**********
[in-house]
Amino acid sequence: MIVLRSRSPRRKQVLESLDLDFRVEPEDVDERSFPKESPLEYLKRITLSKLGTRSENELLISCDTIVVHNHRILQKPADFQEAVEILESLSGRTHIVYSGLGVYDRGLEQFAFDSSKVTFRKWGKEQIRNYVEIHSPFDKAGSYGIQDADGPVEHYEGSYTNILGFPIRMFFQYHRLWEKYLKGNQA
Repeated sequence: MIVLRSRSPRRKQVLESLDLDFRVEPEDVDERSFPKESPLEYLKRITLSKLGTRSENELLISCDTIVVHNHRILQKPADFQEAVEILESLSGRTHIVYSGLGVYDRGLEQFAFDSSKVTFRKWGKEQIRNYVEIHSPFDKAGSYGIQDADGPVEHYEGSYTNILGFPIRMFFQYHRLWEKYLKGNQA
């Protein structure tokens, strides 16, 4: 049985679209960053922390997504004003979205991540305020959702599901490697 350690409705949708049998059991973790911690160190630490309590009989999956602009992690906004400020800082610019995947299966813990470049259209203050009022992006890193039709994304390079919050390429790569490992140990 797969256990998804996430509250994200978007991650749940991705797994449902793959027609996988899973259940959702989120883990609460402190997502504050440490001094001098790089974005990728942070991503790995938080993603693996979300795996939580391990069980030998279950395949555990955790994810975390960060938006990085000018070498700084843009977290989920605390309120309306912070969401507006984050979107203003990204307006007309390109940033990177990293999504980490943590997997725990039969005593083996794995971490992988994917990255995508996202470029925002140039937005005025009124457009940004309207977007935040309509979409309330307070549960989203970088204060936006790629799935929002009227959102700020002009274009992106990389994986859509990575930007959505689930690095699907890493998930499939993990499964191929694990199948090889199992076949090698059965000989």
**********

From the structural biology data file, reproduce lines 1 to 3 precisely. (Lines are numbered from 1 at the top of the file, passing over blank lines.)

[in-house]
Amino acid sequence: MIVLRSRSPRRKQVLESLDLDFRVEPEDVDERSFPKESPLEYLKRITLSKLGTRSENELLISCDTIVVHNHRILQKPADFQEAVEILESLSGRTHIVYSGLGVYDRGLEQFAFDSSKVTFRKWGKEQIRNYVEIHSPFDKAGSYGIQDADGPVEHYEGSYTNILGFPIRMFFQYHRLWEKYLKGNQA
Repeated sequence: MIVLRSRSPRRKQVLESLDLDFRVEPEDVDERSFPKESPLEYLKRITLSKLGTRSENELLISCDTIVVHNHRILQKPADFQEAVEILESLSGRTHIVYSGLGVYDRGLEQFAFDSSKVTFRKWGKEQIRNYVEIHSPFDKAGSYGIQDADGPVEHYEGSYTNILGFPIRMFFQYHRLWEKYLKGNQA